August 7, 2020 / Modified aug 7, 2020 11:28 a.m.

Looking back at SB 1070 a decade later

Though the infamous “show me your papers” law was partially struck down, it has left a legacy in Arizona.

sb 1070 protest 2013 A group of about 100 people protest enforcement of SB 1070 outside of the Tucson Police Department in downtown Tucson in 2013.
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The Buzz

SB 1070

NPR

Ten years ago the Arizona Legislature passed a bill that gave local police the responsibility to check the immigration status of residents during routine stops. Known by its legislative name, Senate Bill 1070, it quickly gained notoriety and widespread opposition from the Latino community and others around the country.

Then Gov.-Jan Brewer signed the measure into law in April 2010, saying it would make the state safer and promising it would not be used to racially profile people.

"We in Arizona have been more than patient waiting for Washington to act. But decades of federal inaction and misguided policy have created a dangerous and unacceptable situation,” Brewer said when she signed the bill.

The measure soon came to be known as the “show me your papers” law, and despite Brewer’s assurances, advocates warned it would inevitably lead to racial profiling.

Luige del Puerto was a statehouse reporter at the time the bill was passed. Now he's the editor and associate publisher of the Arizona Capitol Times and the Yellow Sheet Report. He said the passage of SB 1070 was not a surprise. Contemporaneous events like the economic crash and the death of a Douglas rancher painted the border as a dangerous place.

“At that point the passage of SB 1070 became certain,” del Puerto said.

That perfect storm of circumstances contributed to SB 1070 making it farther than any of the other similarly harsh enforcement bills that had been previously proposed. According to del Puerto, this also made it politically difficult for Brewer to veto the bill.

Several lawmakers who backed SB 1070 declined requests to be interviewed. Russell Pearce, the bill's main architect and sponsor, was recalled from office in November 2011.


Roberto Villaseñor was Tucson police chief when SB 1070 passed. The 35-year police veteran said that with the benefit of hindsight, he did not think the bill made Arizona any safer.

“It put local police in bad perspective, and I think it caused some division between communities and local police,” Villaseñor said. “And I really didn’t see that much of a benefit.”

Some of that strain between the Latino community in particular and law enforcement came from very vocal groups of people who were opposed to the bill, Villaseñor said. The department was accused of targeting Latinos and going on “raids” with federal immigration enforcement agencies, which Villaseñor firmly denied.

“We didn’t go out there looking for immigration violations,” Villaseñor said. “First off, because it’s a federal violation which we did not have the authority to enforce.”

Villaseñor did think that SB 1070 ultimately had a national impact because it brought the issue of unlawful immigration to the forefront of the national conversation.


Arizona's Latino community, especially young people, responded to SB 1070 with protests and demonstrations, objecting to what they saw as racial profiling.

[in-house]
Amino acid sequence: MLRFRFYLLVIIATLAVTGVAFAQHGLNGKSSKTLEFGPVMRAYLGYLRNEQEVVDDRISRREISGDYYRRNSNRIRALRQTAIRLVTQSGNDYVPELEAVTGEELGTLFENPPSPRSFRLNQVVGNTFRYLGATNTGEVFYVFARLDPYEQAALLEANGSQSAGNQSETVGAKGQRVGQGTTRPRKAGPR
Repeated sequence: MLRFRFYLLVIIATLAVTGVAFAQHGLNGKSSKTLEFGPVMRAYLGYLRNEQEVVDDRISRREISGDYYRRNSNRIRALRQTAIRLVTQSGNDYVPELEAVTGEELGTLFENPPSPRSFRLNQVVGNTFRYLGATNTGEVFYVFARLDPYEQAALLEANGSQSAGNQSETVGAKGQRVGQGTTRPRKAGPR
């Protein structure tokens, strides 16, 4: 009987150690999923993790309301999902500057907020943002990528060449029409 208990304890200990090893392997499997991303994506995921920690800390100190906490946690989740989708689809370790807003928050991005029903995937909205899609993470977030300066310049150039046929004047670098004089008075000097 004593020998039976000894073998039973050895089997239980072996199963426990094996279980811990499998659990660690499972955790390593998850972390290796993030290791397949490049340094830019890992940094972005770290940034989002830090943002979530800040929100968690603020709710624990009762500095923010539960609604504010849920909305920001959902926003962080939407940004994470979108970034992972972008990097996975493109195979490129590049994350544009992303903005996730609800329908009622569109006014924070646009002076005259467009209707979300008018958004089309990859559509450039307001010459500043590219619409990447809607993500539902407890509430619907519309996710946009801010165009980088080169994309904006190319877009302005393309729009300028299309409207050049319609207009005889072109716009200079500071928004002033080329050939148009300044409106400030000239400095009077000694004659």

SB 1070 was partially struck down by the Supreme Court two years after it was passed. But the bill’s effects did not necessarily end there. One lasting development was the creation of a new generation of Latino activists in Arizona.

Jose Patiño was a junior in college at Arizona State University when SB 1070 passed. He and some fellow student advocates were at the state Capitol when the bill was officially signed. He said emotions were high, with many people sad or angry. Patiño said the scene got chaotic and the police became involved. He was exhausted by the end of the night.

After the bill passed, Patiño continued to advocate for legislation to help undocumented youth.

Anakarina Rodriguez was also in college when SB 1070 became law. She said that she became afraid that her family and other Latinos would face discrimination.

“I remember it really lit a fire inside me that made me want to do something about it. It wasn’t until a couple years later that I decided to redirect my career and went into social work,” Rodriguez said.

After that career shift, she made connections with Latino empowerment organizations. Rodriguez now works with the National Association of Latino Elected Officials Educational Fund.

In 2010, Reyna Montoya was an undocumented student at ASU. Listening to professors dissect the law felt like hearing the cold mechanics of a measure that could profoundly change her own life.

"This is not a job for many of us. It’s just a way of us wanting to fundamentally change policies that have damaged our communities and our friends," she said.

Reyna Montoya is now a recipient of the Deferred Action for Childhood Arrivals program, or DACA, the Obama-era policy enacted in 2012 that gave some 800,000 undocumented immigrants temporary protection from deportation and a work permit.

In 2016, she founded Aliento, a nonprofit that works to address fear and trauma for mixed immigration status families. SB 1070 was her catalyst. Now, she said, she hopes to help a new generation find one, too.

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